16. Parable of the Fishing Net
Context of the Parable
In context, previous to these three short parables, Jesus has just told the Parable of the Weeds which mirrors the message of this parable of the fishing net.
Parable of the Fishing Net
Jesus says, "Again, the kingdom of heaven is like a net that was thrown into the sea and caught fish of every kind;
when it was full, they drew it ashore, sat down, and put the good into baskets but threw out the bad.
So it will be at the end of the age. The angels will come out and separate the evil from the righteous and throw them into the furnace of fire, where there will be weeping and gnashing of teeth." (Matthew 13:47-50)
Background Information for the Parable
In this parable, the point is that the righteous are 'kept' whereas the evil are separated and 'thrown out.'
Now, this parable of the fishing net, being a "parable," is therefore meant to communicate a particular point (the separation of the good and evil).
This means that this story about the fish cannot be extrapolated, because it's a simile (a type of metaphor).
It's told for a particular point, so going beyond that point is to fall victim to a metaphor and to go beyond the context (making it a foundationless pretext).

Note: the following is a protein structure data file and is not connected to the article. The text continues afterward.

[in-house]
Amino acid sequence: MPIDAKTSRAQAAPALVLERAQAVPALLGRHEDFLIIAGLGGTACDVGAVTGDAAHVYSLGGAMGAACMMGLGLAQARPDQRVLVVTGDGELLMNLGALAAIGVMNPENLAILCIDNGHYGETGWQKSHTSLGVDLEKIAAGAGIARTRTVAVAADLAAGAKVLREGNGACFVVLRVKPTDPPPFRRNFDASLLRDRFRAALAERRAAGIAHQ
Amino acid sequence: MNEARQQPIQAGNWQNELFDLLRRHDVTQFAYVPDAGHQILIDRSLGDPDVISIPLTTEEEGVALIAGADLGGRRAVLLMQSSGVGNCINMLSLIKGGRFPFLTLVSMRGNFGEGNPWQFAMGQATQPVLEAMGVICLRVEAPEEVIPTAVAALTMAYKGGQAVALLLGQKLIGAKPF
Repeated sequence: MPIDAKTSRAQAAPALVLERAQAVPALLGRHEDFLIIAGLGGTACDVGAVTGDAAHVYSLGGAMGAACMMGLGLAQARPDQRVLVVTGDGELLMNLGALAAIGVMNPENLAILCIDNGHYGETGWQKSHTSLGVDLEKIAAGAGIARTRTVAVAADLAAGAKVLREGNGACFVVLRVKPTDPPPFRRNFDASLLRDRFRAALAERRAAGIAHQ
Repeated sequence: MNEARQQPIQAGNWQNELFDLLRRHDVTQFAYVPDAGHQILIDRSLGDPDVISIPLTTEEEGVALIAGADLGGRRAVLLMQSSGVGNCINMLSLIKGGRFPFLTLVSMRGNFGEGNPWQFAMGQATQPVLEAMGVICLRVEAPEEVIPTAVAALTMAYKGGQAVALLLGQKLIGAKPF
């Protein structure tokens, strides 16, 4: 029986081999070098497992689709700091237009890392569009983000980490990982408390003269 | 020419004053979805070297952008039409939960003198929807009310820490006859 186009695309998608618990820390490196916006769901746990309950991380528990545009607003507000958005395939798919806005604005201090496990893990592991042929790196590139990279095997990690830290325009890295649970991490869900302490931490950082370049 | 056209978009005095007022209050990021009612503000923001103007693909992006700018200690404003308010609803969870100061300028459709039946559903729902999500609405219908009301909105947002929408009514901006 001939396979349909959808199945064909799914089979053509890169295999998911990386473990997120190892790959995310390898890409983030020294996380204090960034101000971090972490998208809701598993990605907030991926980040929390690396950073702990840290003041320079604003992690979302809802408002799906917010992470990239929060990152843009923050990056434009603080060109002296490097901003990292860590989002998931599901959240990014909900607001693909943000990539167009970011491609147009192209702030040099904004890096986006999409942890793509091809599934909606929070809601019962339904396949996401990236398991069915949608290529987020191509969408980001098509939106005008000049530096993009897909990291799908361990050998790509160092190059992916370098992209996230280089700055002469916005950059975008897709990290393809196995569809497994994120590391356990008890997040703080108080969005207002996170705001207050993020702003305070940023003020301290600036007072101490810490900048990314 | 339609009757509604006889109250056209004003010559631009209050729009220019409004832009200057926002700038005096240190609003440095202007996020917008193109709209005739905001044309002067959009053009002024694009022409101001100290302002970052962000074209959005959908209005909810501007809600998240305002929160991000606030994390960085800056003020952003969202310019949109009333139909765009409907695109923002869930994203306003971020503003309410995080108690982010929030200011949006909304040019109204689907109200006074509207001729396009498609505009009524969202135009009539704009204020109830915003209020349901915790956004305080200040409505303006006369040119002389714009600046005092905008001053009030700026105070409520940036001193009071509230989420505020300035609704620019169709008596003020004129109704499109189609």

Meaning, don't extrapolate and think, "Well those good fish are going to get eaten, so I don't want to be one of them."
It's the bad fish who are thrown out and die that we don't want to be.
Jesus' only point about the good fish is that they are 'kept.'
His only point about the bad fish is they are 'thrown out.'
Meaning of the Parable of the Fishing Net
The meaning of the parable is found in the last two verses, starting with "So it will be at the end of the age..." (Matthew 13:49-50) because this part no longer seems to be a parable, but rather "an explanation" of the parable.
We are told that God's angels will separate out the evil and throw them into the furnace of fire.
Jesus is communicating that this 'sin thing,' as well as a future judgment, is very serious.